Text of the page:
Finally, while many of the companies in this industry have matured, they are able to grow not only through investment in R&D but also through acquisitions of younger companies with good technology but a lack of distribution. This trend could possibly increase in the coming years, as smaller companies struggle with a new tax that was part of the Affordable Care Act that was confirmed by the Supreme Court last summer. This new excise tax of 2.3% on domestic sales effectively makes it very difficult for smaller companies to remain independent. While the immediate impact of this now-effective tax appears to have been a negative, it remains potentially positive for the longer term.

There are more than 20 companies in the Russell 1000 index that can be considered Medical Device companies. While I don't want to rule out the others, here is a perspective on the 8 that I follow that are big enough to be included in that index:

Please keep in mind that these are not recommendations. You should do your own research before buying or selling any stock.

The table above is generated using Baseline. First, the list is sorted by PE, with the cheaper names near the top. This column, in the middle of the page, shows an average PE of 14.7, not too different than the overall market. Four offer below-market PE ratios.

I have also highlighted a few other areas, including four with very low levels of net debt and three with above-market dividend yields. All of these stocks are up over the last year, with half up more than the S&P 500 and half less. Over the past three years, the performance has lagged the market slightly, and the average is bolstered by the only two that beat the market. Those two have had much stronger earnings growth.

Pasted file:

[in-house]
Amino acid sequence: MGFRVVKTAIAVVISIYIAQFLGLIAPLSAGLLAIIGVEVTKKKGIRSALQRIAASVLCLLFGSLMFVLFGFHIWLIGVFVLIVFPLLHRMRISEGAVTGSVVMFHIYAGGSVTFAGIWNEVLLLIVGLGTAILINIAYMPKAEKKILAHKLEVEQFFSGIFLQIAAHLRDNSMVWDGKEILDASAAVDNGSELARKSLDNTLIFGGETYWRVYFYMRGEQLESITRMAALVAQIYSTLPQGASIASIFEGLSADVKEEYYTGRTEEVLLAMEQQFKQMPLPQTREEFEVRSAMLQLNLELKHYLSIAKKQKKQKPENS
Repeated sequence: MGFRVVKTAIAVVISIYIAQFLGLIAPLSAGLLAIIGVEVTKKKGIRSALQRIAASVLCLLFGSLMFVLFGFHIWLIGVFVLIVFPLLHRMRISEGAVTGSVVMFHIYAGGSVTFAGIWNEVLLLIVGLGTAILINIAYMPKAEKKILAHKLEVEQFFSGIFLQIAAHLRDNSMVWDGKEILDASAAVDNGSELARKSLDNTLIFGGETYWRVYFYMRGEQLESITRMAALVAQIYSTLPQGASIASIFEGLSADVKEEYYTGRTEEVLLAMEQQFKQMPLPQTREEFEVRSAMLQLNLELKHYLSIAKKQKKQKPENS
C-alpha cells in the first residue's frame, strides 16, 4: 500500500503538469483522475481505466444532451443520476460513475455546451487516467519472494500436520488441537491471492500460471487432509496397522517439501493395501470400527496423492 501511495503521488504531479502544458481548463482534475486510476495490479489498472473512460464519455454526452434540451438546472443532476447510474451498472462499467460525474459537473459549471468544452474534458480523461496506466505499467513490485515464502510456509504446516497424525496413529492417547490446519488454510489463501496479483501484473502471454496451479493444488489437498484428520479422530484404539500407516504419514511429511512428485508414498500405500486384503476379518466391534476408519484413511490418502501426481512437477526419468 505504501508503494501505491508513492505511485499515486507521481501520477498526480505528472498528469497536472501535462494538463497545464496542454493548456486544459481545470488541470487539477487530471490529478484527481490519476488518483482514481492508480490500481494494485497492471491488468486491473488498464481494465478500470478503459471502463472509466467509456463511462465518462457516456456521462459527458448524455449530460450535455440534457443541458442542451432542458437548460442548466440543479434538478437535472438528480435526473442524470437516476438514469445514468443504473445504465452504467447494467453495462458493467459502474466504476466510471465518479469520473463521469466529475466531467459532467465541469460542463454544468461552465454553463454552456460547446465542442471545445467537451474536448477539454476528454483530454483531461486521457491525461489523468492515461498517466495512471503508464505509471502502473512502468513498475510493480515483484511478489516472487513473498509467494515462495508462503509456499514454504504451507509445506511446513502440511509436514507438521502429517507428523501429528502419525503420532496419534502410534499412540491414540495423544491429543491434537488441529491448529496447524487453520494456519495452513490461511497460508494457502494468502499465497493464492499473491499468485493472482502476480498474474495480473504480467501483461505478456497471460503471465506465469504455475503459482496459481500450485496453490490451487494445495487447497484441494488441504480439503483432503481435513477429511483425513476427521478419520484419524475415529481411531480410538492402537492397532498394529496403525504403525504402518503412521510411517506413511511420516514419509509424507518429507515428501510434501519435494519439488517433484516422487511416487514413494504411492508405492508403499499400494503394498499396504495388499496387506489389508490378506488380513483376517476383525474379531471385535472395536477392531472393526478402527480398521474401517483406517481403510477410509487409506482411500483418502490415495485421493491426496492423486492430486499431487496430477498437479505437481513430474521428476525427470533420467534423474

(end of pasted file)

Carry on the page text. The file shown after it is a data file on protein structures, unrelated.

St. Jude Medical (STJ) has been troubled by quality issues with a lead used in cardiac devices that is no longer on the market but that has led to concern over a newer product. The company has also been hurt by slow sales in cardiac implants, as they represent almost half their sales. Despite some near-term challenges, the company has several products in its pipeline that could help re-accelerate growth.

Zimmer Holdings (ZMH) focuses on hip and knee replacements. The industry has been under pressure too in recent years, some related to regulatory changes and some related to the weak economy. It’s potentially notable that aggressive repurchases have helped boost earnings.